You have seen it. Perhaps you have mocked it. Maybe you even do it. The cuff, the roll, that extra two or so inches of ankle that many Kenyonites expose by rolling up their jeans, khakis, corduroys and chinos, showing off their shoes, socks or skin. Cuffing pants is not unique to Kenyon, but the “Kenyon Roll,” as my roommate called it, may best be defined as embracing the cuff during one’s stint as a Kenyon student.
Style and fashion are often framed in terms of sartorial choice, of expressing individuality. The Kenyon Roll, then, is significant in its ubiquity and ambiguous origins. It occupies a space in campus style that toes the line, for certain students, between choice and conformity, free expression and fitting in.
For Nate Gordon ’20, the Kenyon Roll is something he took note of and actively resisted.
“It’s something that I noticed a lot of people do around campus, and you definitely have got to respect the style, but I think it’s one of the ways I’ve decided to not conform,” he said. “I let my pants go all the way down to my shoe.” In other words, Gordon—who opts for the classic regular-fit denim and chinos—is a “stacker.”
Other students, though, have chosen to adopt the style because of its functionality or simply because they like the way it looks.
In a joint statement from Julia Hintz ’20 and Isa Mojares ’20, they wrote that women under 5 feet 6 inches who wear women’s pants often have to end up cuffing them to make them fit, which is a cheaper option than getting them tailored. Despite being functional in origin, Hintz and Mojares wrote that they now like the way it looks.
Teddy Hannah-Drullard ’20 commented in the Kenyon College Class of 2020 Facebook group that they adopted the style because it “looks mad cute,” though they also wrote that the trend started as a signifier of wealth. More expensive pants have even inner seams, which cuffing can reveal. Similarly, cuffing one’s pants can also show off expensive socks or shoes.
“Either way, it’s a wealth flex,” they wrote. Hannah-Drullard was introduced to this idea by a 2016 article on the fashion blog “The Subtle Things,” which pointed out that cuffed pants reveal high-end seams, shoes and socks.
Miles Shebar ’20 was struck by the apparent association with status.
“Apparently it’s some sort of ivory-tower, elitist move, which definitely puts me more at odds with it than I had previously known I should be,” he said.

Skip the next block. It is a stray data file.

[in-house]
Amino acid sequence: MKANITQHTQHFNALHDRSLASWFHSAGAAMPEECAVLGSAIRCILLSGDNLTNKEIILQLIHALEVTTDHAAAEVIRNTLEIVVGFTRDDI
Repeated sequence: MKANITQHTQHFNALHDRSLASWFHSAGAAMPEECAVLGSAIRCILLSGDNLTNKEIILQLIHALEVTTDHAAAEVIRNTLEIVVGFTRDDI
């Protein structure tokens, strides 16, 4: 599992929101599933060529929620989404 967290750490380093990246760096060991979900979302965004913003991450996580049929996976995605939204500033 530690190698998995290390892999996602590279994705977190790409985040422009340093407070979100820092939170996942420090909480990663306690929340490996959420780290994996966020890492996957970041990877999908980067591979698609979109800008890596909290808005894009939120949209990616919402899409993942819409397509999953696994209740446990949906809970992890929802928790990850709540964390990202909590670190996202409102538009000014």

For Shebar, an avid roller, the decision to cuff his pants was not a choice. Rather, the Kenyon Roll was imposed on him during his junior year.
“I am a pretty inactive, un-opinionated person about my own fashion and the Kenyon Roll was fully introduced to me, and I was talked into it by a former lover, essentially, who re-outfitted my entire wardrobe,” he said. According to Shebar, this lover told him that he did not dress enough like a Kenyon boy. To address this, he bought some cuffable chinos from the GAP. He has not looked back since, calling the cuffed pants part of his current “uniform.”
Now a senior, Shebar’s rolled pants have become a part of his low-effort approach to fashion.
“The pants never unroll,” he said. “They go into the washing machine and the washing machine reinforces their ivory-tower elitist status.”
As for where the trend goes in the future, Gordon, who has sought to resist the roll, sees it continuing to permeate campus life.
“I think that the Kenyon Roll will definitely continue to proliferate but I think it might move to other articles of clothing,” he said. “You might see a lot of people rolling up their arm sleeves, or you might see them rolling up, I don’t know, their socks. Their socks might start getting higher or getting lower, and you get people lowering their socks down.”
Shebar, meanwhile, is unsure whether or not he will continue the Kenyon Roll in his postgraduate life.
“I do need to seriously take a look at my fashion choice as I enter the professional world, and the rolls may find themselves lost,” he said. “The legacy of my former lover may find itself lost in time [as well.]”